Passengers feel relief after 737 Max planes grounded


    Passengers feel relief after 737 Max planes grounded (KOMO photo)

    President Trump's order to ban Boeing's new 737 Max 8 and 9 planes from the sky has been met with relief from anxious passengers who fly locally and globally.

    Of all the planes flying across the country, 72 were either Boeing 737 Max 8 or 9 jets.

    The grounding left scores of travelers scrambling, after their flights were canceled.

    Some passengers found out their flights had been canceled in the middle of their journey, while they were flying through Sea-Tac International Airport Wednesday night.

    "When I saw the news about what happened with Ethiopian, I was like, ‘Oh my God, I don't want to fly with one those,’” said passenger Karina Reid.

    Little did Reid know, she was supposed to be on a Boeing Max plane, until she got a call from American Airlines saying her flight from Miami to Costa Rica was canceled.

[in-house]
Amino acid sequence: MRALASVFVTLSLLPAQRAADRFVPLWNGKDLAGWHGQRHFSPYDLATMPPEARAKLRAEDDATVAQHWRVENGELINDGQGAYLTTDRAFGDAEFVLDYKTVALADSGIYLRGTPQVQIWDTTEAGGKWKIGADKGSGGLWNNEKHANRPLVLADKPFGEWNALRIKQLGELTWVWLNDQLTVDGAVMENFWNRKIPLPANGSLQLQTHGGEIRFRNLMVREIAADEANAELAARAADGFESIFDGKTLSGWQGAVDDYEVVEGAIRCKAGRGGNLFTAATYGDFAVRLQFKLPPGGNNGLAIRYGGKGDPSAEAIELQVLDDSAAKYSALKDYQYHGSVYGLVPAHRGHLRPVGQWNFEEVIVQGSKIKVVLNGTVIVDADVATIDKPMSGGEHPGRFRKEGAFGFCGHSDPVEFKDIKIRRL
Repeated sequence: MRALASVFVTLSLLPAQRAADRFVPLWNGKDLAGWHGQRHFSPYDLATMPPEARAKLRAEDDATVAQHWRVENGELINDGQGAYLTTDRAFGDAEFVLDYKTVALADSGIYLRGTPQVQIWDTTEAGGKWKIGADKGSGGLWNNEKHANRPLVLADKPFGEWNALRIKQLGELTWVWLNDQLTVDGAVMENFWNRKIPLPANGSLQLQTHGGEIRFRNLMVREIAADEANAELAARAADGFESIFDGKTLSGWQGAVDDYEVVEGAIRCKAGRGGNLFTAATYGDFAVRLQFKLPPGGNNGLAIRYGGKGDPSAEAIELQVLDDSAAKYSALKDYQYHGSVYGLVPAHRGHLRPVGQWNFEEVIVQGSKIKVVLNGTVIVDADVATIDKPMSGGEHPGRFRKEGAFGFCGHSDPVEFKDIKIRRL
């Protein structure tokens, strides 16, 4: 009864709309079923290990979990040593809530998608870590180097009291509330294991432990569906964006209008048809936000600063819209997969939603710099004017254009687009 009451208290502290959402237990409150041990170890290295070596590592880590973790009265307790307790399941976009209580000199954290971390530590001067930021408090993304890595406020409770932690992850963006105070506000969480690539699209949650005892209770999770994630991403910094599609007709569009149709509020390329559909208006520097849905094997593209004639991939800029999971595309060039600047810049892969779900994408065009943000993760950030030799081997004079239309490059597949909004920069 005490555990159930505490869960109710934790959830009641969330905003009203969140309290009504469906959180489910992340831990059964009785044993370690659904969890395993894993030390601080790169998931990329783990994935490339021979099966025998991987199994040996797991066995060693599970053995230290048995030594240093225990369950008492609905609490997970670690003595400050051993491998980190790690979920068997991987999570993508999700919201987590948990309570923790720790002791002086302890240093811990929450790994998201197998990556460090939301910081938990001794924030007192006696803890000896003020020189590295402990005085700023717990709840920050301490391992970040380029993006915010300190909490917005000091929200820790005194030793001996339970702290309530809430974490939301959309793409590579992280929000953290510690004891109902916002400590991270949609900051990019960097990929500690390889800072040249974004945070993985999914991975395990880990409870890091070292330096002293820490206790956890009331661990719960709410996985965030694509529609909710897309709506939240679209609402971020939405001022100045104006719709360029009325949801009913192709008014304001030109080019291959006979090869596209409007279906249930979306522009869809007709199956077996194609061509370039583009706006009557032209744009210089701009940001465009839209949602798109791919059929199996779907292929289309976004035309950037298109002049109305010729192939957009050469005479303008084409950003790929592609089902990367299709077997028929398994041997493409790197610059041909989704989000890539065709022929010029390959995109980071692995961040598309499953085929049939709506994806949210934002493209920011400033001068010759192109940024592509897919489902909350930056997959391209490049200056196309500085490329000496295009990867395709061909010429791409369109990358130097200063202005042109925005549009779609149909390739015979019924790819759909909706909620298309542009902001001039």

Reid and her two children will be delayed for 14 hours, and she spent $500 to buy new tickets so she wouldn’t have to wait to leave on Saturday for her rebooked flight.

    "I feel grateful that the decision was made and I don't have to worry about being on the plane,” said Reid. “I'm glad it happened — that we are being on the safe side of things, that's the biggest thing — if it's safe then, yeah."

    Though some passengers said the move is going too far and disrupting travel.

    Sea-Tac Airport officials said only Southwest Airlines flies the Boeing Max to Seattle with three flights a day.

    "They are brand new Boeing airplanes, you can't have that much malfunction right off the assembly-line? Correct,” said passenger Randy Hanson. “I think it’s flat out too much. I think we should weigh out all the factors before jumping to conclusions.”

    “I personally don't feel that there's a safety concern or issue so I'm comfortable flying but I do appreciate the president and FAA looking out for people and peace of mind grounding them,” said passenger Tanya Neilsen.

    In this case, most airlines will rebook passengers without a fee.

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